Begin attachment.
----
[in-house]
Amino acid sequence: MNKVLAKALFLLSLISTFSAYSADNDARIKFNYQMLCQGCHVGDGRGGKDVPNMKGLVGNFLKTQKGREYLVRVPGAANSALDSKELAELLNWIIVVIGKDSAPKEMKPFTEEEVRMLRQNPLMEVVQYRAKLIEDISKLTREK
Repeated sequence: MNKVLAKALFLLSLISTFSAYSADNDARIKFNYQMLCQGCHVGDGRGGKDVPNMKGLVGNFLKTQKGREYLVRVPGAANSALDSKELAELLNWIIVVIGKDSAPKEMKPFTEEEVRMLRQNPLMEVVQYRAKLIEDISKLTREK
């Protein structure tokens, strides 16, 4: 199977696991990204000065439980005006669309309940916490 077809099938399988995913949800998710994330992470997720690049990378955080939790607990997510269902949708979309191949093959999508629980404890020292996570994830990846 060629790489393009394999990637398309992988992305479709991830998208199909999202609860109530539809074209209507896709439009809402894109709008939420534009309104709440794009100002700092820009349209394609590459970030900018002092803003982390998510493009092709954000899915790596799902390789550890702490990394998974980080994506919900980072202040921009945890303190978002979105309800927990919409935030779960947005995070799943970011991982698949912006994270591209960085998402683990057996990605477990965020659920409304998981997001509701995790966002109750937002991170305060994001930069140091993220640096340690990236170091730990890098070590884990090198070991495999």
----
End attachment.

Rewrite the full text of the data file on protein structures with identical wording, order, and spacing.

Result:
[in-house]
Amino acid sequence: MNKVLAKALFLLSLISTFSAYSADNDARIKFNYQMLCQGCHVGDGRGGKDVPNMKGLVGNFLKTQKGREYLVRVPGAANSALDSKELAELLNWIIVVIGKDSAPKEMKPFTEEEVRMLRQNPLMEVVQYRAKLIEDISKLTREK
Repeated sequence: MNKVLAKALFLLSLISTFSAYSADNDARIKFNYQMLCQGCHVGDGRGGKDVPNMKGLVGNFLKTQKGREYLVRVPGAANSALDSKELAELLNWIIVVIGKDSAPKEMKPFTEEEVRMLRQNPLMEVVQYRAKLIEDISKLTREK
């Protein structure tokens, strides 16, 4: 199977696991990204000065439980005006669309309940916490 077809099938399988995913949800998710994330992470997720690049990378955080939790607990997510269902949708979309191949093959999508629980404890020292996570994830990846 060629790489393009394999990637398309992988992305479709991830998208199909999202609860109530539809074209209507896709439009809402894109709008939420534009309104709440794009100002700092820009349209394609590459970030900018002092803003982390998510493009092709954000899915790596799902390789550890702490990394998974980080994506919900980072202040921009945890303190978002979105309800927990919409935030779960947005995070799943970011991982698949912006994270591209960085998402683990057996990605477990965020659920409304998981997001509701995790966002109750937002991170305060994001930069140091993220640096340690990236170091730990890098070590884990090198070991495999």